1  
Possible Duplicate: stackoverflow.com/questions/8782440/… –  Cratylus Apr 29 '12 at 20:39
    
Node root = new Node() in java creates a reference in c++ the new returns a pointer to the object in your case a Node *. –  EdChum Apr 29 '12 at 20:45

3 Answers 3

up vote 1 down vote accepted

You have essentially the same problem in a couple of places, but due to different circumstances, the fixes for them are different. On line 19 of your code you have:

class Node
{
    const  int order=4;    // line 19

Since this is apparently intended to apply to all instances of Node, you can make it work by making it a static member:

static const int order = 4;

For a static const variable, you can do in-place initialization like this, because the variable has static duration (lifetime), so this is almost like a definition of a global const, except that its name is only visible within Node's scope.

The other problem is similar:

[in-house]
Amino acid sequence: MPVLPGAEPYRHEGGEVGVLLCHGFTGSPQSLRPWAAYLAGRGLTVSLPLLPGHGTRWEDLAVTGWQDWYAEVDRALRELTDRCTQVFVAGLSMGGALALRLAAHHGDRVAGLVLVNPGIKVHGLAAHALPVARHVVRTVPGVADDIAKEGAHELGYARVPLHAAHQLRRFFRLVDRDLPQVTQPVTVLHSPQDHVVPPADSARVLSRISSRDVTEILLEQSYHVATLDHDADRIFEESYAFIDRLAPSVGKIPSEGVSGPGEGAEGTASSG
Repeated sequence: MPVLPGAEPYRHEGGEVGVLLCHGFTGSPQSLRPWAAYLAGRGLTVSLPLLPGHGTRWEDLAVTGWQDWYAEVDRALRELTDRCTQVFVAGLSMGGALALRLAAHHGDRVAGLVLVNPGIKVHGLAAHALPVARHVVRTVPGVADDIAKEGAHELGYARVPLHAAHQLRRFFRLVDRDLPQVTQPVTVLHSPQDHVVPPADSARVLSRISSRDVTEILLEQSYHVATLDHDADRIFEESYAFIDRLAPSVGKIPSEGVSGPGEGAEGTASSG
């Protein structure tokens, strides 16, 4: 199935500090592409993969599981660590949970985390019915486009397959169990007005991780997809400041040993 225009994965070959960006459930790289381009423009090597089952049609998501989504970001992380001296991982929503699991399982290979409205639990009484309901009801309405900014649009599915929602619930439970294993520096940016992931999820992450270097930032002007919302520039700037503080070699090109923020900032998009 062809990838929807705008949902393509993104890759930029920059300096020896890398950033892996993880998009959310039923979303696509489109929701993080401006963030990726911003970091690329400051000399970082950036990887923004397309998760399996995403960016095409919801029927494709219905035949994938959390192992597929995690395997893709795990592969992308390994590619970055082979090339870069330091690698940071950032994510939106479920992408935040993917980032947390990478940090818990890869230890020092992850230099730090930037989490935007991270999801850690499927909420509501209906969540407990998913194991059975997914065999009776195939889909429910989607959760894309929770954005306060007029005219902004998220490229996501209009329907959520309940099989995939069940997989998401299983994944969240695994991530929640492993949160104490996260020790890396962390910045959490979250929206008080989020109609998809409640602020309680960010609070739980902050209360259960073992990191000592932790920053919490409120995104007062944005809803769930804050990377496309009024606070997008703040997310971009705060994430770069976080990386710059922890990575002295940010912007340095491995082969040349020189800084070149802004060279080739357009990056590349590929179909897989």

class tree234
{
private:
    Node *root=new Node();

...but in this case, the fix is entirely different. Here you pretty clearly want root to be an instance variable -- i.e., each tree you create needs to have its own root node. As such, you need to define a normal member variable, (i.e., not static), and you need to initialize it in the constructor:

class tree234
    Node *root;
public:
    tree234() : root(new Node()) {}
};

I'd note, however, that this initialization looks...suspicious to me. My immediate guess is that an empty tree probably should not contain any node at all, so the initialization should probably be:

class tree234
    Node *root;
public:
    tree234() : root(NULL) {}